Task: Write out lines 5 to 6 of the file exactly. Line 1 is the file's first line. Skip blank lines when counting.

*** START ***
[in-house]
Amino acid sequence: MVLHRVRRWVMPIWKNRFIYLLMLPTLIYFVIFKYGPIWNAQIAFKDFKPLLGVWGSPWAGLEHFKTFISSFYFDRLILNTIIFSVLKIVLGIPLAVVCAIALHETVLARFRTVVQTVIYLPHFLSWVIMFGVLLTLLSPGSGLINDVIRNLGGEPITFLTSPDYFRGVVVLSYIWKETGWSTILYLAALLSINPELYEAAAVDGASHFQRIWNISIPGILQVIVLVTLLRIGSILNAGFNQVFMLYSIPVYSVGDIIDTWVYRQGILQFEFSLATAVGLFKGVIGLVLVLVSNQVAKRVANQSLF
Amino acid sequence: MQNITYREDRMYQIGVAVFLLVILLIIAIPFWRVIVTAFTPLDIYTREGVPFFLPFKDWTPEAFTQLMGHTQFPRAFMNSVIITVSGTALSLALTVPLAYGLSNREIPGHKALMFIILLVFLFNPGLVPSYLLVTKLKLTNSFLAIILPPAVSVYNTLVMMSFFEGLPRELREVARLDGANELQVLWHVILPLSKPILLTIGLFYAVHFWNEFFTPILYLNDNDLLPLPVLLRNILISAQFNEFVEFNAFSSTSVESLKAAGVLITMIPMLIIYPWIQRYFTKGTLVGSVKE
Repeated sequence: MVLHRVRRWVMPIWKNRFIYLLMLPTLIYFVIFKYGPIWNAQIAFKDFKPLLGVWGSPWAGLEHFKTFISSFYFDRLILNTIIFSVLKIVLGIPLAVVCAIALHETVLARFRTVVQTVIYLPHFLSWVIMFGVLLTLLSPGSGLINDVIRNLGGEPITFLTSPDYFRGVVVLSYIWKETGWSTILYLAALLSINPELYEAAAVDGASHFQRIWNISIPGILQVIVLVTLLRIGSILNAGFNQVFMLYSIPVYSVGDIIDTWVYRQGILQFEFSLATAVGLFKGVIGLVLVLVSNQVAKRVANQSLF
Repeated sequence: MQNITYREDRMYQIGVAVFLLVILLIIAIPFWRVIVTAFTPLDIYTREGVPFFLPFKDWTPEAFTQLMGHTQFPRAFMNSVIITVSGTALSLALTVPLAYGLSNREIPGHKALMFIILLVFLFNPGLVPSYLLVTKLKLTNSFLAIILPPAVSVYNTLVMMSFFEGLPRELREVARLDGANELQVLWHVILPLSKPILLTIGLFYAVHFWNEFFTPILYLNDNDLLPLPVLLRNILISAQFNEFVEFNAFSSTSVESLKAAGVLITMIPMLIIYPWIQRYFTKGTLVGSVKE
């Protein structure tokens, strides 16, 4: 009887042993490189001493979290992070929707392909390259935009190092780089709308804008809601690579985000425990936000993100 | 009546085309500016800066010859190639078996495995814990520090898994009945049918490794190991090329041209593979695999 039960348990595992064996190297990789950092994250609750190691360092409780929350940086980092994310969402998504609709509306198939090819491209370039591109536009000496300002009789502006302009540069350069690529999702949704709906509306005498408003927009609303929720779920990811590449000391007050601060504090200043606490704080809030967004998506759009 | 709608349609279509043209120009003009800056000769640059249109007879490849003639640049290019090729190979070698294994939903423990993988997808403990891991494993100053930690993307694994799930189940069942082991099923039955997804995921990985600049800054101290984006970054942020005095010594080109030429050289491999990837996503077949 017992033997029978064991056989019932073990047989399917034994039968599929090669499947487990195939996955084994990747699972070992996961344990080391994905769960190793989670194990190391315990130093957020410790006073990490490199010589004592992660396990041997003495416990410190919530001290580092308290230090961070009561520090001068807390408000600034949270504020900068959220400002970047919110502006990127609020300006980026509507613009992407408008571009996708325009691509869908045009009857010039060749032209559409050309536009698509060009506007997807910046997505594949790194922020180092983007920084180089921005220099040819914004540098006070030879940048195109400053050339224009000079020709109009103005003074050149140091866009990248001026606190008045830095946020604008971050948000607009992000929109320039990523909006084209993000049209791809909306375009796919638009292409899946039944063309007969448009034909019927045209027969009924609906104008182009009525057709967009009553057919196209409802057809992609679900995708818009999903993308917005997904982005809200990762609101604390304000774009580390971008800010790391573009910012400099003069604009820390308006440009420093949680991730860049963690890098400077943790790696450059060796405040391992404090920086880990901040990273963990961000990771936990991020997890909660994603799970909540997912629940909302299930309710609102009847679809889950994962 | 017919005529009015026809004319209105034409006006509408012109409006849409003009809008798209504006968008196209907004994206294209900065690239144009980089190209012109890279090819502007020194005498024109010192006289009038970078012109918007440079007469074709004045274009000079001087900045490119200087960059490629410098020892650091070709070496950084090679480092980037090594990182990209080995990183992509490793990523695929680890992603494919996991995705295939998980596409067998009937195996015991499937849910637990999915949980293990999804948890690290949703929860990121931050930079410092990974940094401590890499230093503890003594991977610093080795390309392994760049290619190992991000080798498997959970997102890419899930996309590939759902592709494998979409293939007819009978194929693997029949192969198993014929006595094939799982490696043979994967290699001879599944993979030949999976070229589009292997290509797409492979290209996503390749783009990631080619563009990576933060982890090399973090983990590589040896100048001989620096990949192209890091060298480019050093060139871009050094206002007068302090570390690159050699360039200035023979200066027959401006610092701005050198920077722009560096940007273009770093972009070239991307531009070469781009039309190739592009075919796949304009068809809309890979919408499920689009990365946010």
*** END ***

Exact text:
Repeated sequence: MQNITYREDRMYQIGVAVFLLVILLIIAIPFWRVIVTAFTPLDIYTREGVPFFLPFKDWTPEAFTQLMGHTQFPRAFMNSVIITVSGTALSLALTVPLAYGLSNREIPGHKALMFIILLVFLFNPGLVPSYLLVTKLKLTNSFLAIILPPAVSVYNTLVMMSFFEGLPRELREVARLDGANELQVLWHVILPLSKPILLTIGLFYAVHFWNEFFTPILYLNDNDLLPLPVLLRNILISAQFNEFVEFNAFSSTSVESLKAAGVLITMIPMLIIYPWIQRYFTKGTLVGSVKE
């Protein structure tokens, strides 16, 4: 009887042993490189001493979290992070929707392909390259935009190092780089709308804008809601690579985000425990936000993100 | 009546085309500016800066010859190639078996495995814990520090898994009945049918490794190991090329041209593979695999 039960348990595992064996190297990789950092994250609750190691360092409780929350940086980092994310969402998504609709509306198939090819491209370039591109536009000496300002009789502006302009540069350069690529999702949704709906509306005498408003927009609303929720779920990811590449000391007050601060504090200043606490704080809030967004998506759009 | 709608349609279509043209120009003009800056000769640059249109007879490849003639640049290019090729190979070698294994939903423990993988997808403990891991494993100053930690993307694994799930189940069942082991099923039955997804995921990985600049800054101290984006970054942020005095010594080109030429050289491999990837996503077949 017992033997029978064991056989019932073990047989399917034994039968599929090669499947487990195939996955084994990747699972070992996961344990080391994905769960190793989670194990190391315990130093957020410790006073990490490199010589004592992660396990041997003495416990410190919530001290580092308290230090961070009561520090001068807390408000600034949270504020900068959220400002970047919110502006990127609020300006980026509507613009992407408008571009996708325009691509869908045009009857010039060749032209559409050309536009698509060009506007997807910046997505594949790194922020180092983007920084180089921005220099040819914004540098006070030879940048195109400053050339224009000079020709109009103005003074050149140091866009990248001026606190008045830095946020604008971050948000607009992000929109320039990523909006084209993000049209791809909306375009796919638009292409899946039944063309007969448009034909019927045209027969009924609906104008182009009525057709967009009553057919196209409802057809992609679900995708818009999903993308917005997904982005809200990762609101604390304000774009580390971008800010790391573009910012400099003069604009820390308006440009420093949680991730860049963690890098400077943790790696450059060796405040391992404090920086880990901040990273963990961000990771936990991020997890909660994603799970909540997912629940909302299930309710609102009847679809889950994962 | 017919005529009015026809004319209105034409006006509408012109409006849409003009809008798209504006968008196209907004994206294209900065690239144009980089190209012109890279090819502007020194005498024109010192006289009038970078012109918007440079007469074709004045274009000079001087900045490119200087960059490629410098020892650091070709070496950084090679480092980037090594990182990209080995990183992509490793990523695929680890992603494919996991995705295939998980596409067998009937195996015991499937849910637990999915949980293990999804948890690290949703929860990121931050930079410092990974940094401590890499230093503890003594991977610093080795390309392994760049290619190992991000080798498997959970997102890419899930996309590939759902592709494998979409293939007819009978194929693997029949192969198993014929006595094939799982490696043979994967290699001879599944993979030949999976070229589009292997290509797409492979290209996503390749783009990631080619563009990576933060982890090399973090983990590589040896100048001989620096990949192209890091060298480019050093060139871009050094206002007068302090570390690159050699360039200035023979200066027959401006610092701005050198920077722009560096940007273009770093972009070239991307531009070469781009039309190739592009075919796949304009068809809309890979919408499920689009990365946010």